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DomainKeys and DKIM with aspNetEmail and SmarterMail

by Dave 5. October 2010 08:13

Note:This code example will only be valid until aspNetEmail v4.0 releases. Once it releases, the aspNetDkim will no longer be needed, as the DKIM and DomainKeys signing functionality will be baked into aspNetEmail.

I recently had a customer (thanks Noah!) email me and ask how to perform a DomainKeys and/or DKIM  signed mail merge against the SmarterMail queue directory.

Great Question!

It turns out its relatively easy. What you will need to do, is:

a)Tie into aspNetEmail's new Queuing namespace, that has a new SmarterMail class.
b)Tie into the new RenderEmailContents event
c)In that event, sign the message, and return the signed contents to be written to the queue folder.

Here is the code example that demonstrates this functionality.

 

private void SmarterMailTest()
{
	
	//create the EmailMessage object, and set some basic properties
	EmailMessage msg = new EmailMessage();
	msg.From = "me@mycompany.com";
	msg.AddTo( "##EmailAddress##" );
	msg.Subject = "Order Confirmation";

	//a very simple body for testing purposes
	msg.Body = "Hi ##FirstName## ##LastName##, here is your order total ##Amount##";
	
	//add the render event, so we can sign the message
	msg.RenderEmailContents += new RenderEmailContentsEventHandler( SignForSmartermail );

	//set the SmarterMail queuing			
	aspNetEmail.Queuing.SmarterMail sm = new aspNetEmail.Queuing.SmarterMail( msg );
	sm.SpoolDirectory = "c:\\temp\\";

	//GetDataTable() is a method that fetches our data, and returns a DataTable object
	DataTable dt = GetDataTable();
	sm.SendMailMerge( dt );

}
private void SignForSmartermail( object sender, RenderEmailContentsEventArgs e )
{
	string contents = e.Contents;

	//sign the contents with DomainKeys
	contents = SignDKForSmartermail( contents );
	
	//we can also sign with Dkim
	//contents = SignDkimForSmartermail( contents );

	//reset the contents
	e.Contents = contents;


}


private string SignDKForSmartermail( string contents )
{
	DomainKeys dkeys = new DomainKeys( contents );


	//parse the private rsa key that was generated by openSSL.exe
	
	//we can get it from the file
	dkeys.DKCertificate = DKCertificate.ParsePemFile( "testing\\rsa.private" );

	dkeys.Canonicalization = CanonicalizationType.Simple;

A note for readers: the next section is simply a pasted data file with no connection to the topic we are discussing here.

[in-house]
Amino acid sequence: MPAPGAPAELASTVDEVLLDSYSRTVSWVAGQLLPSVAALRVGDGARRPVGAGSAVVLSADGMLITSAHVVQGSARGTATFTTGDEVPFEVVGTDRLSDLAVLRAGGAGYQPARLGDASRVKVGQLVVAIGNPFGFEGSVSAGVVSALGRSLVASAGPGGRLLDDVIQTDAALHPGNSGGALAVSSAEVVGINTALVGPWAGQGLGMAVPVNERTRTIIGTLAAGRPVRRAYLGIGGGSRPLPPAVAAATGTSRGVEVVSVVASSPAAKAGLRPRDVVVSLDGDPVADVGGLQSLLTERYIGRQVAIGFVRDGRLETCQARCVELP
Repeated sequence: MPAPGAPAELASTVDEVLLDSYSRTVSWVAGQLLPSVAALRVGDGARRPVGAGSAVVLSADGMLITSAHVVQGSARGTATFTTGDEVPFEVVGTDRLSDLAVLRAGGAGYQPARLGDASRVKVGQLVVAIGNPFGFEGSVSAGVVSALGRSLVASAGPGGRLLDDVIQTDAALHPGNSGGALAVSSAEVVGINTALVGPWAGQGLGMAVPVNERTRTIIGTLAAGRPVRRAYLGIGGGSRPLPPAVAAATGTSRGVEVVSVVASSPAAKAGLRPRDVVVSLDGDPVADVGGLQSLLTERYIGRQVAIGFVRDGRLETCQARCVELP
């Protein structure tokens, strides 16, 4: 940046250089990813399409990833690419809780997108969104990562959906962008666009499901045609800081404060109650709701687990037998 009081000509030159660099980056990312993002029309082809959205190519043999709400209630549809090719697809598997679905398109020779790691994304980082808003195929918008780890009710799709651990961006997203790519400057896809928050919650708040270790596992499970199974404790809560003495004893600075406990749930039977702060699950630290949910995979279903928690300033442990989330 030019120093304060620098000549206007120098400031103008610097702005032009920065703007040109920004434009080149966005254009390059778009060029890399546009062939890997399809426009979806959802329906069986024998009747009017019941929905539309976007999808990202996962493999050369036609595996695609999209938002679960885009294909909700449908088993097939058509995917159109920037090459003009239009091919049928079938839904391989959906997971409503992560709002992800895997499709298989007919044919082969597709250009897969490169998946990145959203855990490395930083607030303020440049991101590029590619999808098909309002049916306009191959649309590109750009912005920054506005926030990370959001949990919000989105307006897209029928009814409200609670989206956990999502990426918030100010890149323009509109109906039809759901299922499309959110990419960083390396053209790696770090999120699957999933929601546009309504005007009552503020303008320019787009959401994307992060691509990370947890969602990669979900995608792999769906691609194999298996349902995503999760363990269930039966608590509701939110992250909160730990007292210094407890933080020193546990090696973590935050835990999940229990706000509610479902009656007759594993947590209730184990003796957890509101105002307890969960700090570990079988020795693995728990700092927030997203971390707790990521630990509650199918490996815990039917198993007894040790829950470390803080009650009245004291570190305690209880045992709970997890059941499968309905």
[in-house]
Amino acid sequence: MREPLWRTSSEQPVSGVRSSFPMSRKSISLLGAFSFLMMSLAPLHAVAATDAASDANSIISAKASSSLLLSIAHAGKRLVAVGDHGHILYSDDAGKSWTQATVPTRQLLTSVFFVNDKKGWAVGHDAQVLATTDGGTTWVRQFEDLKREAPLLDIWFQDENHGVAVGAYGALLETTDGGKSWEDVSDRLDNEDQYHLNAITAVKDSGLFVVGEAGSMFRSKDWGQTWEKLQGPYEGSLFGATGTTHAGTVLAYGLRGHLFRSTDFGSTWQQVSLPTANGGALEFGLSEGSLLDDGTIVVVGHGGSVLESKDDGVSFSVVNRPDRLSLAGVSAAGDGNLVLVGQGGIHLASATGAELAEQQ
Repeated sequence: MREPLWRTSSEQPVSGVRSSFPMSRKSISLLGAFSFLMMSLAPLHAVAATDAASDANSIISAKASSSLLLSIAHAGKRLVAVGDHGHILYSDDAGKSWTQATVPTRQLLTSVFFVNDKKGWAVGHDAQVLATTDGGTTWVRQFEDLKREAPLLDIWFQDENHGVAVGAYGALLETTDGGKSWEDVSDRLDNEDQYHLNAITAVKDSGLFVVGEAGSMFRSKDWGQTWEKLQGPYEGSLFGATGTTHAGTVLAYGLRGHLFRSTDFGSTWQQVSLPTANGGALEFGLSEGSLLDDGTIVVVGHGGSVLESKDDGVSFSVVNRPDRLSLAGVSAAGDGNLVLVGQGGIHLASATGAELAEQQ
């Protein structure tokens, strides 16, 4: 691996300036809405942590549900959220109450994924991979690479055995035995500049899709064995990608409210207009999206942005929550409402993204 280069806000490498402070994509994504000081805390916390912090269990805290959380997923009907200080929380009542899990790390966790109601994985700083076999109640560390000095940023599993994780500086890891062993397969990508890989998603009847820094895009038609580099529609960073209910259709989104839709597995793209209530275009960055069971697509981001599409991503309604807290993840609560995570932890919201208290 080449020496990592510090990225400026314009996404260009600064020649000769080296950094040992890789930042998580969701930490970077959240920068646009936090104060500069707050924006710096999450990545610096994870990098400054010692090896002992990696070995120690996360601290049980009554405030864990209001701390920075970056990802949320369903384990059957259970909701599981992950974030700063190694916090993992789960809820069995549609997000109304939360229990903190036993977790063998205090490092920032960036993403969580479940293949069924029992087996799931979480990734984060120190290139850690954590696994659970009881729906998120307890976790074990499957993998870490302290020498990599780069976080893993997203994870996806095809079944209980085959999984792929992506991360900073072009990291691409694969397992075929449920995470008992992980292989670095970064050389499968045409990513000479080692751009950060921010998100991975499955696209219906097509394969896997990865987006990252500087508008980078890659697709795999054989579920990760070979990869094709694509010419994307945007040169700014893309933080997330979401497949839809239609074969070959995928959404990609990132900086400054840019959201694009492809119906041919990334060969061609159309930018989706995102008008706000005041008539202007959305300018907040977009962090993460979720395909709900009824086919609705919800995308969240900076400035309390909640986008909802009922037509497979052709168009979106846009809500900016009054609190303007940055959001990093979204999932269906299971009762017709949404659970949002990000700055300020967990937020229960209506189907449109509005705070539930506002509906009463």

//the dns record selector
	dkeys.Selector = "testing";
	
	//sign the email contents
	string signedContents = dkeys.SignMail();

	return signedContents;

}


private string SignDkimForSmartermail( string contents )
{
	Dkim dk = new Dkim( contents );
	
	dk.Identity = "@mycompany.com";

	//parse the private rsa key that was generated by openSSL.exe
	//we can get it from the file
	dk.DKCertificate = DKCertificate.ParsePemFile( "testing\\rsa.private" );

	dk.SendingDomain = "mycompany.com";

	//the dkim dns record selector (based upon our DNS server settings
	dk.Selector = "testing";

	dk.HeaderNamesOption = HeaderNamesOptions.AllMessageHeaders;

	//sign the email contents
	string signedContents = dk.SignMail();

	return signedContents;
}

As always, if anyone has any questions, comments, or feature requests, feel free to let me know.

Thanks!
Dave Wanta

DomainKeys and DKIM Beta Plugin Available

by Dave 4. October 2010 05:18

For those people that need to implement either DomainKeys or DKIM, I have a plug-in that is pubically available for aspNetEmail. This plug in has been in use by a number of customers over the past few years.  I’m now making it available to the public, and general users of aspNetEmail.

This functionality will be baked into aspNetEmail v4.0, and will then become part of aspNetEmail.

Currently, it’s a separate plug-in for those 3.x users.

If you would like to request a beta version of aspNetDkim, simply request it using the online comments form here.

Here’s some more information about using DomainKeys and DKIM taken directly from the Readme file

==========================
aspNetDkim
==========================
aspNetDkim supports both DomainKeys and DKIM standards for signing email. Although both of these standards are similar, and use the same basic techniques, they do produce different results.

DomainKeys (RFC link: http://rfc.net/rfc4870.html )
==========================
DomainKeys is the pre-cursor for DKIM (Domain Keys Identified Mail). Although DomainKeys does not have the flexibility of DKIM, it is still useful.

The DomainKeys standard basically takes a hash of the email, and embeds that hash as a special header at the top of the email. The hash is created using a Public and Private key pair. The recipient then verifies the hash, by using the public key of the sender.  The public key of the sender is stored in sender’s DNS server as a specially formatted TXT (text) record.


DKIM
==========================
DKIM has its history in DomainKeys, but it is basically an upgraded version, with more functionality.  Like DomainKeys, it also takes a hash of the email, and stores the hash in the header of the email.  This is based upon a Public and Private key pair.  The main differences between DomainKeys and DKIM, is that DKIM has more options for how the email content is hashed, and stored in the email header.


DNS
===========================
Both DomainKeys and DKIM depend upon a public key to be stored in a TXT DNS record. The same key can be used by both DomainKeys and DKIM.

These keys are generated (per the RFC) using the open source program called OpenSSL. OpenSSL can be downloaded from: http://www.openssl.org/


OpenSSL
==========================
Running the OpenSSL.exe will create a openssl prompt in a DOS window.

The following commands are used to generate a public and private key pair.

openssl> genrsa -out rsa.private 768

openssl> rsa -in rsa.private -out rsa.public -pubout -outform PEM